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Grant Abstract: Longitudinal neuroprotective effects of periconceptional folic acid supplements in help-seeking youth with psychiatric symptoms and healthy controls

Grant Number: 1R01MH120402-01A1
PI Name: Roffman
Project Title: Longitudinal neuroprotective effects of periconceptional folic acid supplements in help-seeking youth with psychiatric symptoms and healthy controls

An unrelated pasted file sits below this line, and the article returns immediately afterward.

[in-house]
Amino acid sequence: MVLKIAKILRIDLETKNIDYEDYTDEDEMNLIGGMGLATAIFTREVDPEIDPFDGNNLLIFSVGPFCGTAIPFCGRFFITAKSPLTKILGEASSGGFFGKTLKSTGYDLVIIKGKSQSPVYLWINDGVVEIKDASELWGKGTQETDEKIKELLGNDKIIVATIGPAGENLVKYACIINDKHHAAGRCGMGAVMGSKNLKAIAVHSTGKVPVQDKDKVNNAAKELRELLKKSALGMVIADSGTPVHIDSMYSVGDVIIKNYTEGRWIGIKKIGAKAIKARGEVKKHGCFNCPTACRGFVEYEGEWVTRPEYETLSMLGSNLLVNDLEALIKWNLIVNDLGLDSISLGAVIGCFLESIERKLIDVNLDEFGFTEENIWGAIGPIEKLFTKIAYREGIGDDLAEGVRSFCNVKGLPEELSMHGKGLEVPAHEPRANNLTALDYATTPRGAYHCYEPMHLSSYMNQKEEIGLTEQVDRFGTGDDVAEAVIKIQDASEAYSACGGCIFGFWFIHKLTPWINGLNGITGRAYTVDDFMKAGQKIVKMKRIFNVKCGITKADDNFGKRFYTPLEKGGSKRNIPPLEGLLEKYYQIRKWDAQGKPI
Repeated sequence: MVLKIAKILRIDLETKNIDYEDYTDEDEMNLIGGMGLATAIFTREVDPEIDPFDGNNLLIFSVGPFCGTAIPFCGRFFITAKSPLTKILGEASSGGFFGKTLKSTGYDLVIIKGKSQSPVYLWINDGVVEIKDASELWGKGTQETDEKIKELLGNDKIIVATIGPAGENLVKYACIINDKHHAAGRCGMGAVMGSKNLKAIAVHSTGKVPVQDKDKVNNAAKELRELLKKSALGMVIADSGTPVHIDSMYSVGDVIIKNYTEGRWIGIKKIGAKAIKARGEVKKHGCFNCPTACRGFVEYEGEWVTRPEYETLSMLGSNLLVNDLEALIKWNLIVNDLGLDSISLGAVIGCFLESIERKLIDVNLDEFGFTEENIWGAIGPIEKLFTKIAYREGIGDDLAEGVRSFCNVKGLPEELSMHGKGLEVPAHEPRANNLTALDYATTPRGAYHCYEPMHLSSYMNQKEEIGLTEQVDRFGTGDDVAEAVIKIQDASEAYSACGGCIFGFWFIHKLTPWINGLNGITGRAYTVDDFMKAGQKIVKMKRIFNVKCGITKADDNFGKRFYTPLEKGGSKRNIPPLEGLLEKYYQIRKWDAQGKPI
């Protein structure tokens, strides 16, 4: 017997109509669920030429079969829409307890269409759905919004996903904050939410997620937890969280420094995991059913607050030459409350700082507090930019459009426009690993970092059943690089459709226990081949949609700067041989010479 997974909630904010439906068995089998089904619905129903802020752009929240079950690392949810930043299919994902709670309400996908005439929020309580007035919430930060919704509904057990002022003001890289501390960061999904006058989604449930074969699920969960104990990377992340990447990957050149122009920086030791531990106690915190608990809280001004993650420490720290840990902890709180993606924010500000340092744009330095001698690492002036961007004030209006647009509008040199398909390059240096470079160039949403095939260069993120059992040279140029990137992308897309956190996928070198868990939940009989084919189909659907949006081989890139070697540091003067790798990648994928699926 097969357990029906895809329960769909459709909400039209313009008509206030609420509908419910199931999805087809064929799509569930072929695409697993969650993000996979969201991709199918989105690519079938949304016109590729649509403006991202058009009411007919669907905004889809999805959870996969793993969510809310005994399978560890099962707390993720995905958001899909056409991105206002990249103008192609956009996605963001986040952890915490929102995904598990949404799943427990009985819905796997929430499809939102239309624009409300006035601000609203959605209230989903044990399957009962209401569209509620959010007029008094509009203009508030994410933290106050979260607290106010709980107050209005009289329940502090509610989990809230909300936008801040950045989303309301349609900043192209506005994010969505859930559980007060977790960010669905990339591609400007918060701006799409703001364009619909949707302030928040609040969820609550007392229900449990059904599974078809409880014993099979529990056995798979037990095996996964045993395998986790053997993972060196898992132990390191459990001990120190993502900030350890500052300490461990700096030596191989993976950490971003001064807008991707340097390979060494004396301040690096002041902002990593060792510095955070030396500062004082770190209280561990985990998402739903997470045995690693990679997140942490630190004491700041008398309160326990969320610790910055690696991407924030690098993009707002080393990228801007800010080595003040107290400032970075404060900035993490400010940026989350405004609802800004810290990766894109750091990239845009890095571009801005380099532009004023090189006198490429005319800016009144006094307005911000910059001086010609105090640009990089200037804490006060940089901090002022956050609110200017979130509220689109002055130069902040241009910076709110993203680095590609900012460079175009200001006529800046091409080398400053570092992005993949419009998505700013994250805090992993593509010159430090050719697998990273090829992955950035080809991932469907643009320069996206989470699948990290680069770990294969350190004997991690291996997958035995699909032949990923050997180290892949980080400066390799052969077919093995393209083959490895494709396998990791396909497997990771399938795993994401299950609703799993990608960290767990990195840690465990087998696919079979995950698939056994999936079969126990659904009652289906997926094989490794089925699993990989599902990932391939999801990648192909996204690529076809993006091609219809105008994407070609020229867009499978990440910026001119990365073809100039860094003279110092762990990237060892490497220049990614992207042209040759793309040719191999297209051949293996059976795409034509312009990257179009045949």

Abstract: The prenatal environment contributes substantially to risk for serious mental illnesses that can emerge decades after birth. As such, prenatal life may be a propitious time to intervene in ways that reduce risk. Indeed, replicated, robust evidence from recent public health studies associates early prenatal exposure to folic acid with an approximately 50% reduction in autism risk. Further, our recent work associated increased fetal exposure to population-wide folic acid fortification of grain products with specific changes in brain development, characterized by delayed thinning of the cerebral cortex during adolescence and associated reduction in risk for psychosis symptoms. These changes were most pronounced in regions subserving frontoparietal control and limbic networks, which have been broadly implicated across categories of psychiatric illness, and specifically linked to variation in blood folate levels in healthy adults and patients with schizophrenia by our group. These findings are unprecedented, and of potentially substantial PUBLIC HEALTH RELEVANCE: The fetal environment substantially influences risk for severe mental illnesses (SMI), some of which do not fully emerge until early adulthood. The proposed studies will build upon our previous cross-sectional work suggesting that increased exposure to folic acid during early pregnancy confers protection against postnatal SMI risk through longitudinal effects on cerebral cortical development. We will conduct prospective MRI, clinical, and cognitive assessments of children who are at clinical high risk for SMI, to determine whether exposure to folic acid supplements early in pregnancy favorably alters their neurodevelopmental trajectories and risk for psychopathology in adolescence, and explore neural mechanisms that could mediate these effects.

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